Our archbishop responded to this grave situation in a statement issued to parishes and other Catholic agencies. He wrote in part: “the position of the Catholic Church in favour of life at all stages is clear and unchanging. A person who takes a position in contradiction to the teaching of the Catholic Church on the value and dignity of human life from the moment of conception to the moment of a natural death, and persists in this belief, is not in communion with the Church’s values and teaching, which we believe faithfully transmit for today the teachings of Christ.”
The archbishop went on to quote Pope Francis’ recent remarks in his encyclical: the “defence of unborn life is closely linked to the defense of each and every other human right. It involves the conviction that a human being is always sacred and inviolable, in any situation and at every stage of development. Human beings are ends in themselves and never a means of resolving other problems. Once this conviction disappears, so do solid and lasting foundations for the defense of human rights, which would always be subject to the passing whims of the powers that be.”
Being pro-life is not only something only for Catholics, it is a rational and logical position for everyone. Once we decide as a society that some human lives are not sacred, are not valuable or worthwhile, not worth protection, we have undermined the value and sanctity of all human life: human life becomes another, just another, commodity whose worth depends on someone else’s evaluation of its utility, convenience or worth. The horrors of the 20th century – the Holocaust, the purges of the Khmer Rouge, Stalin’s pogroms, the genocides in Rwanda and elsewhere – fundamentally were all a result of regimes denying the right to life to those they considered ‘not worthy’ of life or ‘not human.’
Today, in Canada, there is no legal restriction on abortions. There is no law – you can have an abortion at any time in the pregnancy right up to the moment of birth: we have no law in Canada at all, no restrictions at all despite the fact that a majority of Canadians agree that we should have at least some restrictions, as do most other countries. Many people don’t know this – they assume there must be some restriction, but there aren’t any restrictions. And now, it is even harder just to talk about this terrifying disregard of the worth of human life.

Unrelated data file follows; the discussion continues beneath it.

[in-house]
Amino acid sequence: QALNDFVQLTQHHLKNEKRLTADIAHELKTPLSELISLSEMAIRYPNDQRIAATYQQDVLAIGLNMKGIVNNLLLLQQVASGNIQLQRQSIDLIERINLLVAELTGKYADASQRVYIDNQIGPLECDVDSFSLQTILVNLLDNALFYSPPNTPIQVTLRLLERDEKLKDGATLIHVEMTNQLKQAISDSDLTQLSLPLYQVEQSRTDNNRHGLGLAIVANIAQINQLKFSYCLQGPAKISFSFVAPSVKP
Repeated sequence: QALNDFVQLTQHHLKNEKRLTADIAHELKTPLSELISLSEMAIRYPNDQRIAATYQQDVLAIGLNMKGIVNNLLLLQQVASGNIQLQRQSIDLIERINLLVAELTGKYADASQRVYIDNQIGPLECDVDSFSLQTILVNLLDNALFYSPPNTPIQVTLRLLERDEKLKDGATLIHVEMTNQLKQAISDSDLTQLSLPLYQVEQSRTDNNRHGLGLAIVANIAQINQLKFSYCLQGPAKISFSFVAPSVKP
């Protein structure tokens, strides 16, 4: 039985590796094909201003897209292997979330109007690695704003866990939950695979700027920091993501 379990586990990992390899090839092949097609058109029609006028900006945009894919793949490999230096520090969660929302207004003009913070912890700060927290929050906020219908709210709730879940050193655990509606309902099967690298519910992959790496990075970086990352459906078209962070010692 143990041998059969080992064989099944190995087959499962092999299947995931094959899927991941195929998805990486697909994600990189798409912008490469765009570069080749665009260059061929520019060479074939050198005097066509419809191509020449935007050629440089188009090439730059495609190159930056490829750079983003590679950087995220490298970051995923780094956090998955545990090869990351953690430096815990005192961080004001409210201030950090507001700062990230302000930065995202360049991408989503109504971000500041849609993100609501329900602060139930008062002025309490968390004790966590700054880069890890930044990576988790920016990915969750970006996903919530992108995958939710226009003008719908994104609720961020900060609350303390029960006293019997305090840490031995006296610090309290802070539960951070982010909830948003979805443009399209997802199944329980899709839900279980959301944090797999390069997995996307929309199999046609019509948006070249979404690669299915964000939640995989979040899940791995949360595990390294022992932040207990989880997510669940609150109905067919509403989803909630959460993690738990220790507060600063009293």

How can we have a just society if we cannot even discuss difficult questions? If we cannot have our views represented by our elected representatives?
No politician, regardless of the fervor of his or her personal faith, has the power, the authority or the right to tell Catholics they can be pro-abortion and be considered ‘in good standing’ with the Church. Like the Holy Father, I am not judging anyone’s personal relationship with the Lord, or presuming to judge his or her conscience. I am merely pointing out the obvious – no political leader can tell us that we can put aside the teachings of our faith and consider ourselves ‘in good standing’ with the Church’s fidelity to the teachings of Jesus Christ.
To be Catholic is to be someone who knows Christ and who follows him, regardless of popular opinion or expediency, because Jesus is “the way, the truth and the life” who shows us in his person and teaching the Father and his love for all of humanity, and indeed all of God’s creation.
And let us take comfort in Jesus’ words to his disciples, words that he speaks to us today as well: “Do not let your hearts be troubled. You have faith in God; have faith also in me” because Jesus is “the way and the truth and the life. No one comes to the Father except through me.”
Let us pray for our politicians and all who lead us so that we may all enjoy the right to freedom of conscience, freedom of religion and especially the most foundational right, the right to life.
May God bless you.
Father Geoff Kerslake
A homily delivered at the 7:30 pm mass at the Cathedral, Notre Dame Basilica, in the Archdiocese of Ottawa.